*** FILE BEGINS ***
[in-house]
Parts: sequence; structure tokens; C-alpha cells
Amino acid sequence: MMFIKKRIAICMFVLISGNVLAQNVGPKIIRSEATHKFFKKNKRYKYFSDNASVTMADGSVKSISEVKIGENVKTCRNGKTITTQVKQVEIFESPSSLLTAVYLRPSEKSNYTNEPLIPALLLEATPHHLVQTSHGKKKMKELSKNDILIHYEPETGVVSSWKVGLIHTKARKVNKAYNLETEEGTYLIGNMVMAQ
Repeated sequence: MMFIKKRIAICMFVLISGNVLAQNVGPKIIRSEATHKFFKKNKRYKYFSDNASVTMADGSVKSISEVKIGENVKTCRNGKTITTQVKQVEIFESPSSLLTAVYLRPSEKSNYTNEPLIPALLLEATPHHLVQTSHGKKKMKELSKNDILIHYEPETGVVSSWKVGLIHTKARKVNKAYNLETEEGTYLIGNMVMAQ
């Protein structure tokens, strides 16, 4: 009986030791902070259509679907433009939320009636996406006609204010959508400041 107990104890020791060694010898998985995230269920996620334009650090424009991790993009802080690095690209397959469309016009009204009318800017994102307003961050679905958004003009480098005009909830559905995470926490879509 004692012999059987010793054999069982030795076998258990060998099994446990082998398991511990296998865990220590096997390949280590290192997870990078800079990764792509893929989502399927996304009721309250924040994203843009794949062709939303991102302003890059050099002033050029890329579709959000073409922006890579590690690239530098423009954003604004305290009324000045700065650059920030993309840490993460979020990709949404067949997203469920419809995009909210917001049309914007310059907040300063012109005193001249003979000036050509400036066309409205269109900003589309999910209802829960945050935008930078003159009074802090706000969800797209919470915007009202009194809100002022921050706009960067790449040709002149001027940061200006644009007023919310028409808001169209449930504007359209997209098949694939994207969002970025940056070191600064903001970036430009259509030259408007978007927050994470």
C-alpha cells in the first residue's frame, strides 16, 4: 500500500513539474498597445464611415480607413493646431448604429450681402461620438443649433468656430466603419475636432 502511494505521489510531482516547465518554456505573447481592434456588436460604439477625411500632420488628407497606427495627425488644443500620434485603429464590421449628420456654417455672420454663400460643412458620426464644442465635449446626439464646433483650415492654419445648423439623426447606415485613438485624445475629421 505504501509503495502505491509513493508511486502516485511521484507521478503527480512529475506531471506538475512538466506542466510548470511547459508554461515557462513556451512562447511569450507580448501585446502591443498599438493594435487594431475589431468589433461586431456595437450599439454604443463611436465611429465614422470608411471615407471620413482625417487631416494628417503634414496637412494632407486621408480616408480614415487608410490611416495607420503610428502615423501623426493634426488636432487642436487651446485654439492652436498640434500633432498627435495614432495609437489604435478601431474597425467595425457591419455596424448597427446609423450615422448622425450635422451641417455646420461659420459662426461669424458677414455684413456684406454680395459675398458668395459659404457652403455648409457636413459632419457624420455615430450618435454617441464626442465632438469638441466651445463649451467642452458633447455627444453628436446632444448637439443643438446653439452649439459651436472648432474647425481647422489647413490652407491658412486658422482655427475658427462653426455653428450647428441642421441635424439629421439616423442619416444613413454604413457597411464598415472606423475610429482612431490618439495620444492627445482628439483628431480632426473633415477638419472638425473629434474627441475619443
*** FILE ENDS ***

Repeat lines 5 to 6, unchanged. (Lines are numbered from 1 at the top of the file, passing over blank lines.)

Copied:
């Protein structure tokens, strides 16, 4: 009986030791902070259509679907433009939320009636996406006609204010959508400041 107990104890020791060694010898998985995230269920996620334009650090424009991790993009802080690095690209397959469309016009009204009318800017994102307003961050679905958004003009480098005009909830559905995470926490879509 004692012999059987010793054999069982030795076998258990060998099994446990082998398991511990296998865990220590096997390949280590290192997870990078800079990764792509893929989502399927996304009721309250924040994203843009794949062709939303991102302003890059050099002033050029890329579709959000073409922006890579590690690239530098423009954003604004305290009324000045700065650059920030993309840490993460979020990709949404067949997203469920419809995009909210917001049309914007310059907040300063012109005193001249003979000036050509400036066309409205269109900003589309999910209802829960945050935008930078003159009074802090706000969800797209919470915007009202009194809100002022921050706009960067790449040709002149001027940061200006644009007023919310028409808001169209449930504007359209997209098949694939994207969002970025940056070191600064903001970036430009259509030259408007978007927050994470």
C-alpha cells in the first residue's frame, strides 16, 4: 500500500513539474498597445464611415480607413493646431448604429450681402461620438443649433468656430466603419475636432 502511494505521489510531482516547465518554456505573447481592434456588436460604439477625411500632420488628407497606427495627425488644443500620434485603429464590421449628420456654417455672420454663400460643412458620426464644442465635449446626439464646433483650415492654419445648423439623426447606415485613438485624445475629421 505504501509503495502505491509513493508511486502516485511521484507521478503527480512529475506531471506538475512538466506542466510548470511547459508554461515557462513556451512562447511569450507580448501585446502591443498599438493594435487594431475589431468589433461586431456595437450599439454604443463611436465611429465614422470608411471615407471620413482625417487631416494628417503634414496637412494632407486621408480616408480614415487608410490611416495607420503610428502615423501623426493634426488636432487642436487651446485654439492652436498640434500633432498627435495614432495609437489604435478601431474597425467595425457591419455596424448597427446609423450615422448622425450635422451641417455646420461659420459662426461669424458677414455684413456684406454680395459675398458668395459659404457652403455648409457636413459632419457624420455615430450618435454617441464626442465632438469638441466651445463649451467642452458633447455627444453628436446632444448637439443643438446653439452649439459651436472648432474647425481647422489647413490652407491658412486658422482655427475658427462653426455653428450647428441642421441635424439629421439616423442619416444613413454604413457597411464598415472606423475610429482612431490618439495620444492627445482628439483628431480632426473633415477638419472638425473629434474627441475619443